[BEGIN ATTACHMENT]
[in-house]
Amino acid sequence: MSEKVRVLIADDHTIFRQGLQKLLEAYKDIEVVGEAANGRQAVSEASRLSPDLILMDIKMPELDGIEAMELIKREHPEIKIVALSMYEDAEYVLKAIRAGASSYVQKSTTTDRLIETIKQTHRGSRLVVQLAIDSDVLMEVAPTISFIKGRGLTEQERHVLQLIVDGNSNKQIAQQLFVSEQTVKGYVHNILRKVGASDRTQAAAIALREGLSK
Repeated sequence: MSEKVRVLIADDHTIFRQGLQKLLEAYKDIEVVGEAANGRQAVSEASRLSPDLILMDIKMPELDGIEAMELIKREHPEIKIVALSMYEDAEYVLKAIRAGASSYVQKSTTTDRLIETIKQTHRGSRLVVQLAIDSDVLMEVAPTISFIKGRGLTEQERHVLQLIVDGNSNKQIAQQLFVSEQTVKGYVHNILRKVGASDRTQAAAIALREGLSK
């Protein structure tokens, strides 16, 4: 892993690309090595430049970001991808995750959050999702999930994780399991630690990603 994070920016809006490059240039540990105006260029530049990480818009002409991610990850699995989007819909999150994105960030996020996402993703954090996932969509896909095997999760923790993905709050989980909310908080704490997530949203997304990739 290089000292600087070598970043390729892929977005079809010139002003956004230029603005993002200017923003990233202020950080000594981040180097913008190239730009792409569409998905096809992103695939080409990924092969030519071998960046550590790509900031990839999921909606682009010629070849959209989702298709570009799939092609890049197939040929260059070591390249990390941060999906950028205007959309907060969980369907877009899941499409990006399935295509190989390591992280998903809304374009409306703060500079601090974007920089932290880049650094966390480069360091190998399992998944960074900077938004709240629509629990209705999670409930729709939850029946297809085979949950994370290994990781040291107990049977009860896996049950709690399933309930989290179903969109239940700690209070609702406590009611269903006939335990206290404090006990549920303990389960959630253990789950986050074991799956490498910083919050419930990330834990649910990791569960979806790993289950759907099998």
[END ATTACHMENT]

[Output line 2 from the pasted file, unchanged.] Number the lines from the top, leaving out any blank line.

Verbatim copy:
Amino acid sequence: MSEKVRVLIADDHTIFRQGLQKLLEAYKDIEVVGEAANGRQAVSEASRLSPDLILMDIKMPELDGIEAMELIKREHPEIKIVALSMYEDAEYVLKAIRAGASSYVQKSTTTDRLIETIKQTHRGSRLVVQLAIDSDVLMEVAPTISFIKGRGLTEQERHVLQLIVDGNSNKQIAQQLFVSEQTVKGYVHNILRKVGASDRTQAAAIALREGLSK